Book Review: The Life and Times of the Thunderbolt Kid by Bill Bryson

LifeandTimesofThunderboltkid

Every time I read a Bill Bryson book, I feel sad that it took me so long to try his books. I did make up for it by picking up his books whenever I could though:) His incredible sense of humour makes his books such a pleasure to read.

Bill Bryson’s memoir of growing up in the 1950 in Des Moines, Iowa, makes a delightful, laugh out loud read. It had me chuckling away, trying hard to be discreet(and failing miserably, I have to add) in the most inopportune of places. His writing transports you to the places and experiences that he describes. Some of them, unthinkable today.

I loved some of his descriptions of his home life. I loved his family! They are loving and close-knit, but eccentric.

For instance

It’s a bit burned,” my mother would say apologetically at every meal, presenting you with a piece of meat that looked like something — a much-loved pet perhaps — salvaged from a tragic house fire. “But I think I scraped off most of the burned part,” she would add, overlooking that this included every bit of it that had once been flesh.

Happily, all this suited my father. His palate only responded to two tastes – burned and ice cream — so everything suited him so long as it was sufficiently dark and not too startlingly flavorful. Theirs truly was a marriage made in heaven, for no one could burn food like my mother or eat it like my dad.

Bryson takes us on a journey through Des Moines in the 1950s in his characteristic irreverent style, which more often than no, had me chuckling away. He and his friends’ exploits, some harmless, some ending in a not so harmless way. He recounts of a older time without the usual nostalgia that goes ‘Things were so much simpler/better/nicer in those days’. He is so matter-of-fact, about things the way they were. I love writing of this sort. I am wary of books/writers who end up romaticizing an older time, because, in my opinion, things seem rosier when viewed through nostalgic lenses. None of that for Bryson. I love that about his memoir.

I wish I could go into more detail, but that would make no sense, really. Just read it, is what I would say. If you like Bill Bryson’s writing, go for it, you will love it. If you haven’t tried his books yet, why not start with this one?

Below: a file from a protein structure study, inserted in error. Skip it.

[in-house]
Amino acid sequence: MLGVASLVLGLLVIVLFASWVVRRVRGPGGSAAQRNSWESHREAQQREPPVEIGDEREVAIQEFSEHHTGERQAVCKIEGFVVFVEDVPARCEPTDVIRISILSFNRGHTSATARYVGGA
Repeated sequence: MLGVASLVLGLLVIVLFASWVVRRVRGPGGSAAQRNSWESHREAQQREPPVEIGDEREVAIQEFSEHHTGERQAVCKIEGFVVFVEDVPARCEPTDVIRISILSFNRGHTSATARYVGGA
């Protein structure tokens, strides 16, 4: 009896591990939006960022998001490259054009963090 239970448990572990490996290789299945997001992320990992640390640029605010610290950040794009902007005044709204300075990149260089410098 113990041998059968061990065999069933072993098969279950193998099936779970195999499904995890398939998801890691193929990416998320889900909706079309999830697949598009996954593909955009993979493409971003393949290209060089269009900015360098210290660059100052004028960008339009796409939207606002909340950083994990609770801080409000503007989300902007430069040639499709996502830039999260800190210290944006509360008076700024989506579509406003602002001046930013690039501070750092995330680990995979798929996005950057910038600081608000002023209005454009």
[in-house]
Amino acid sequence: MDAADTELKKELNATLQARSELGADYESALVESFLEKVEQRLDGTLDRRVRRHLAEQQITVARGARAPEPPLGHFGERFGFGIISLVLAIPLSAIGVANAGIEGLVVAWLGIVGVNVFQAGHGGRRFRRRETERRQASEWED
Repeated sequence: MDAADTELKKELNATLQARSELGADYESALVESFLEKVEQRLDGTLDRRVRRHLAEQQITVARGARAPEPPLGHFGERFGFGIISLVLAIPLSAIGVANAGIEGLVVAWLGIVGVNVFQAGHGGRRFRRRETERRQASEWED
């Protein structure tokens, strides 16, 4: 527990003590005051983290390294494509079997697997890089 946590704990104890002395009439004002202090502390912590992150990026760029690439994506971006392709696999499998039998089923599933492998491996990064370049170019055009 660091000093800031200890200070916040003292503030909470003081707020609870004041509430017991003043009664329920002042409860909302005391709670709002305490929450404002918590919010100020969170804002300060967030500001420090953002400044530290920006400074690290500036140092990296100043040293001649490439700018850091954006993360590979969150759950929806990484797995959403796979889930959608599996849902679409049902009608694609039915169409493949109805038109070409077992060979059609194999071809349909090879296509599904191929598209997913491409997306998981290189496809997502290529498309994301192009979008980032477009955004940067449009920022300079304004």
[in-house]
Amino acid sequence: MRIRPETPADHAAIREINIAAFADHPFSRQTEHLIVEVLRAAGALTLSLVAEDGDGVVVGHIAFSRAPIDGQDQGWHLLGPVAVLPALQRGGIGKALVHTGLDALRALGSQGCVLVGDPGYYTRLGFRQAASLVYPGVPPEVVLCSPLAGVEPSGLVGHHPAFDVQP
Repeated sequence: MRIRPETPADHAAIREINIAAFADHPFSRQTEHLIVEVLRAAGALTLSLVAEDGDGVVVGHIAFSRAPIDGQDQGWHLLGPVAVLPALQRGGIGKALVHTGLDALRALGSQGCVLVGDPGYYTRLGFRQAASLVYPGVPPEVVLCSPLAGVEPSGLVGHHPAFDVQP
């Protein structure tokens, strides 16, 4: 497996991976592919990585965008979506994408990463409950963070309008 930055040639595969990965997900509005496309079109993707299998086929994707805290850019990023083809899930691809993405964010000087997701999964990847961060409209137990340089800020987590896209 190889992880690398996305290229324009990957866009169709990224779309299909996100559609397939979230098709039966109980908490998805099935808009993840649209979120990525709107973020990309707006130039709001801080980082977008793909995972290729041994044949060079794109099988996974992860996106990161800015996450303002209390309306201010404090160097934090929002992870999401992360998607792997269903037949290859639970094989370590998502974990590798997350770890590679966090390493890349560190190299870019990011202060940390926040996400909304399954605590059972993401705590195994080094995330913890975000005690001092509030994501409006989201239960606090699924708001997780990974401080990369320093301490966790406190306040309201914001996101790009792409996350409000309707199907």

I would rate it a 4.5/5. Lovely book!

About the Author
Bill Bryson was born in Des Moines, Iowa, in 1951. He settled in England in 1977, and worked in journalism until he became a full time writer. He is an author of several best-selling books.

This book is available from Amazon(UK) and Flipkart(India).

Notes from a Big Country by Bill Bryson

All through the book, the one question that kept pestering me was, ‘What kept me from reading Bill Bryson for so long?’ Seriously, I cannot figure it out. But then, I’ve done it before as well. I kept away from Harry Potter. No idea why. Just stayed away from it. And then when I did read one, finished four books in four straight nights. Sigh! But better late than never, right?

I picked up this book on a lark, as this was the only interesting book I could find in my apartment complex’s library.

After living in England for twenty years, Bill Bryson moves back to America, his home country. He finds himself a stranger in his own country. The book is a compilation of articles that he wrote for a newspaper about his experiences in America.

I found it extremely funny and loved his sense of humour. A lot of his sentiments, I could identify with because when you move back into your home country after some years abroad, so many things seem different. The things you enjoyed and cherished might not even be part of your new experiences. The reverse culture shock that is part and parcel of moving back to a place after spending time away from it. Having gotten used to the British way of life and terminology, he struggles to remember/find out the American equivalent of things. His British wife and children, though, seem to love America while he seems to be the one having the most difficult time. Rediscovering America with it’s joys and it’s trials, all the while poking fun at himself and others around him, it was a fun read. I chuckled through the book.

Some of the chapters, though did seem dated, after all , this book was written in 1999. Some chapters about computers for instance remind you that this book is of another time. But for most part, it is Bryson’s style of poking fun at the things he observes that stands out. The sentiments and the humour, I have to say, are timeless. Reading the reviews of the book, I realize that this might be one of his not-so-great books. If that is indeed true, I can’t wait to read his other books.